Tuck Case CAPM and FF

Tuck Case CAPM and FF

no. 1-20

No. 03-111

Understanding Risk and Return, the CAPM,
and the Fama-French Three-Factor Model
The General Concept: Higher Expected Returns Require Taking Higher Risk
Most investors are comfortable with the notion that taking higher levels of risk is necessary to
expect to earn higher returns. In this note, we explain two important models that have been
developed to make this relationship precise. Then we explain how such tools can be used by
investors to evaluate assets such as mutual funds.
Why should riskier companies have higher returns? Intuitively, an investor would require a
higher expected return in exchange for accepting greater risk. And, we do, in fact observe this
relationship when we look back at historical long-run returns of stocks, bonds, and less risky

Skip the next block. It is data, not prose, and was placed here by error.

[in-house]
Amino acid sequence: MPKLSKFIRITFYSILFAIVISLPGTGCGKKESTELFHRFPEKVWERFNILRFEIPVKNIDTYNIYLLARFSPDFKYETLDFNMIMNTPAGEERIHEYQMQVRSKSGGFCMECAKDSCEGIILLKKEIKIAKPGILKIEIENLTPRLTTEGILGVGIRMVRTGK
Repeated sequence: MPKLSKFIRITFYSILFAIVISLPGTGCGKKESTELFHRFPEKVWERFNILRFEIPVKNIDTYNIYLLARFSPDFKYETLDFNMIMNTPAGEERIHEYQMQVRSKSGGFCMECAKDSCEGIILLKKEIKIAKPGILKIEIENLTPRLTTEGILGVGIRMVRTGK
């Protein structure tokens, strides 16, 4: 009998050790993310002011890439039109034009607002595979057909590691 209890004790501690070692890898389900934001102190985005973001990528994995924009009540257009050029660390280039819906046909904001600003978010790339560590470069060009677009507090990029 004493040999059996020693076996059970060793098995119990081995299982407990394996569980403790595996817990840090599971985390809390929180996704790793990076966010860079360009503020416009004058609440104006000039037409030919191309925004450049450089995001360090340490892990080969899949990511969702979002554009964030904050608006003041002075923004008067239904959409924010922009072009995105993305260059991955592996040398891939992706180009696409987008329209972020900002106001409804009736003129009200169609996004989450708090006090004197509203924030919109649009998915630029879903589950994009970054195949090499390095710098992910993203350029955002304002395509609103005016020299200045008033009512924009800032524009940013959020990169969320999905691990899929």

securities as shown in the first chart.
To understand this, imagine an investment that is expected to generate $1 million per year in
perpetuity. How much is someone likely to pay for such an asset? The answer depends on the
uncertainty or riskiness of the cash flows. With complete certainty that the cash flows will all be
paid when promised, an investor would discount the asset at the risk-free rate. As the degree of
uncertainty increases, the return required to justify the risk will be much higher, resulting in a
much lower price the investor would be willing to pay, simply because of the higher required
discount rate.
Furthermore, economists have made the assumption that investors are risk-averse, meaning that
they are willing to sacrifice some return (and accept even less than the expected present value of
the future returns) to reduce risk. If this assumption is true, we would expect investors to
demand a higher return to justify the additional risk accepted by holders of riskier assets.

This case note was written under the direction of Kent Womack and Ying Zhang by Adam Borchert, Lisa Ensz, Joep
Knijn, Greg Pope, and Aaron Smith. We would...

Similar Essays